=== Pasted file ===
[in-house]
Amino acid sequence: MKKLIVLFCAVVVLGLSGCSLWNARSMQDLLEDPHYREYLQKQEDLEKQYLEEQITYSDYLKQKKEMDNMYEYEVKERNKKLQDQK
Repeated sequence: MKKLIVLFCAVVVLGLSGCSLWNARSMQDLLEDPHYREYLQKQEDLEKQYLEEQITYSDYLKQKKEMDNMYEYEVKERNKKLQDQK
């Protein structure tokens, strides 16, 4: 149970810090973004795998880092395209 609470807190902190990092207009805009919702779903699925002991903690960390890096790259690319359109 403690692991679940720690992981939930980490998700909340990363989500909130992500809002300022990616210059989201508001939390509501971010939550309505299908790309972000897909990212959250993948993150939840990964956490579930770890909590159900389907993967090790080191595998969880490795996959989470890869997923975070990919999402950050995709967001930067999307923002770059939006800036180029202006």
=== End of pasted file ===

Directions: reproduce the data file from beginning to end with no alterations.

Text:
[in-house]
Amino acid sequence: MKKLIVLFCAVVVLGLSGCSLWNARSMQDLLEDPHYREYLQKQEDLEKQYLEEQITYSDYLKQKKEMDNMYEYEVKERNKKLQDQK
Repeated sequence: MKKLIVLFCAVVVLGLSGCSLWNARSMQDLLEDPHYREYLQKQEDLEKQYLEEQITYSDYLKQKKEMDNMYEYEVKERNKKLQDQK
């Protein structure tokens, strides 16, 4: 149970810090973004795998880092395209 609470807190902190990092207009805009919702779903699925002991903690960390890096790259690319359109 403690692991679940720690992981939930980490998700909340990363989500909130992500809002300022990616210059989201508001939390509501971010939550309505299908790309972000897909990212959250993948993150939840990964956490579930770890909590159900389907993967090790080191595998969880490795996959989470890869997923975070990919999402950050995709967001930067999307923002770059939006800036180029202006």